This military alphabet, also known as the International Radiotelephony Spelling Alphabet, is composed of 26 words which represent every letter of the alphabet.
The alphabet is used to provide clarity of communication, and it’s not only used in the military, but also in financial institutions and aviation where effective communication is just as vital. More than that, the alphabet is popular with the police and emergency services where letters and words need to be precise – this can be when talking about spelling of words, initials, or abbreviations.
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Why is the NATO phonetic alphabet so important?
There are many times where miscommunication has dire consequences – but few less so than in war. Differences in language, accents, and peculiar voice patterns can have significant impacts on the clarity of a message. Add this to battle noises and terrible broadcast signals in war times and disaster seems inevitable.
As such, the use of a spelling alphabet can aid in having messages conveyed clearly and without incident. This spelling alphabet entails having every letter substituted by a code word. In these situations, the letters are generally not stated, but rather only the words: the call sign for GTW is only given as Golf-Tango-Whiskey.
Where it started
In 1956, the NATO phonetic alphabet came into effect. However, it went through a couple of changes before the final was decided upon. This process was started in the 1920s when the International Telecommunication Union (ITU) created the first ever phonetic alphabet that was accepted all over the world. The alphabet used code words which used the names of international cities.
In 1941 the American military decided on a Joint Army/Navy Phonetic Alphabet which was used throughout their military branches. Called Able Baker, it was also used by the British Royal Air Force two years later.
Why didn’t this version stick?
The problem with this alphabet was that it was based primarily in English. In response to this criticism, the International Air Transport Association (IATA) assimilated sounds which were not only usual in English, but also in Spanish and French. This started being used in November 1951, but only when it came to civil aviation. This version was very alike to the NATO phonetic alphabet we currently use: Alfa, Bravo, Coca…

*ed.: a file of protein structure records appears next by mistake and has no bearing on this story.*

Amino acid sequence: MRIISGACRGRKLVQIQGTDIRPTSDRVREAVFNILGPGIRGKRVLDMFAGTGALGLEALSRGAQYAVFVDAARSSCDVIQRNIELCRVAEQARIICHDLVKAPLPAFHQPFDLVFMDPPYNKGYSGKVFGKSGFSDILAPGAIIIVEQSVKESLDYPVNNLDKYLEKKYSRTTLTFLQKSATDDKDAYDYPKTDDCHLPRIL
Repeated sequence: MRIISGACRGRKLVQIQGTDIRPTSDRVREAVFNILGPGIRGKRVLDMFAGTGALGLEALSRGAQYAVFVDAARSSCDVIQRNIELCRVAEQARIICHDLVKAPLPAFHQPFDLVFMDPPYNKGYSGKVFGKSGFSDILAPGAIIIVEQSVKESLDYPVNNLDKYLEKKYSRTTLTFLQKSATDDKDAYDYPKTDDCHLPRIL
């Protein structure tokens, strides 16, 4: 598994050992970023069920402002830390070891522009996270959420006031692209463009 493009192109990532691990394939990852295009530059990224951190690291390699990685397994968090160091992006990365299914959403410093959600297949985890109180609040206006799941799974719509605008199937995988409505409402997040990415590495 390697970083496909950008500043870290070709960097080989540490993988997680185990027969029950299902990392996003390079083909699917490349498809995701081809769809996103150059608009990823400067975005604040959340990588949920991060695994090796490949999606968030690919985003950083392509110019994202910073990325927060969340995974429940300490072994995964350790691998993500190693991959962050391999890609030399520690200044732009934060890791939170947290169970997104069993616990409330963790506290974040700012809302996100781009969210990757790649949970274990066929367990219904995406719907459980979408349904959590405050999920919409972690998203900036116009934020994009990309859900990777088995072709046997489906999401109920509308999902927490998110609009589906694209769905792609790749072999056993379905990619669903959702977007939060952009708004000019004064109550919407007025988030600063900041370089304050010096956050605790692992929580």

Even though NATO and militaries carried on using the Able Baker phonetic alphabet, it was recognized that a phonetic alphabet which could be used worldwide was still required. As such, the NATO Allies UK and US decided to have another look at the Able Baker and come up with a suitable revision.
What were their proposed amendments?
As a result of this inquiry, they proposed changes to the code words for five letters. This was sent to the International Civil Aviation Organization (IACO), but there continued to be disagreement over the word to be used for N (Nectar vs. November). Despite this, in April 1955, the North Atlantic Military Committee Standing Group decided that the new alphabet would be used by NATO from January 1956, even if it wasn’t approved by the IACO.
This decision proved strange seeing as the Allies weren’t sure about using this alphabet until the ICAO approved the proposal. Thankfully, the alphabet was approved and November was used as the word for N.
When did the version we know today start being used universally?
Finally, the NATO phonetic alphabet was put into effect on 1 March 1956 as announced in February 1956 and all Member States were expected to comply. It was adopted by the ITU after a couple of years and consequently became the most well-known universal phonetic alphabet which would rule all amateur radio, military, and aviation communications.
The code words that form the NATO phonetic alphabet were chosen exactly because they couldn’t lead to miscommunication – especially in situations where miscommunication has the potential to be fatal. In no way shape or form does Foxtrot and Echo sound the same – and that is exactly the worth of the NATO phonetic alphabet.
The NATO phonetic alphabet is a bit more complicated than the phonetic alphabet which is used to validate word sounds and pronunciation as used by speech therapists, langauge teachers, and linguists.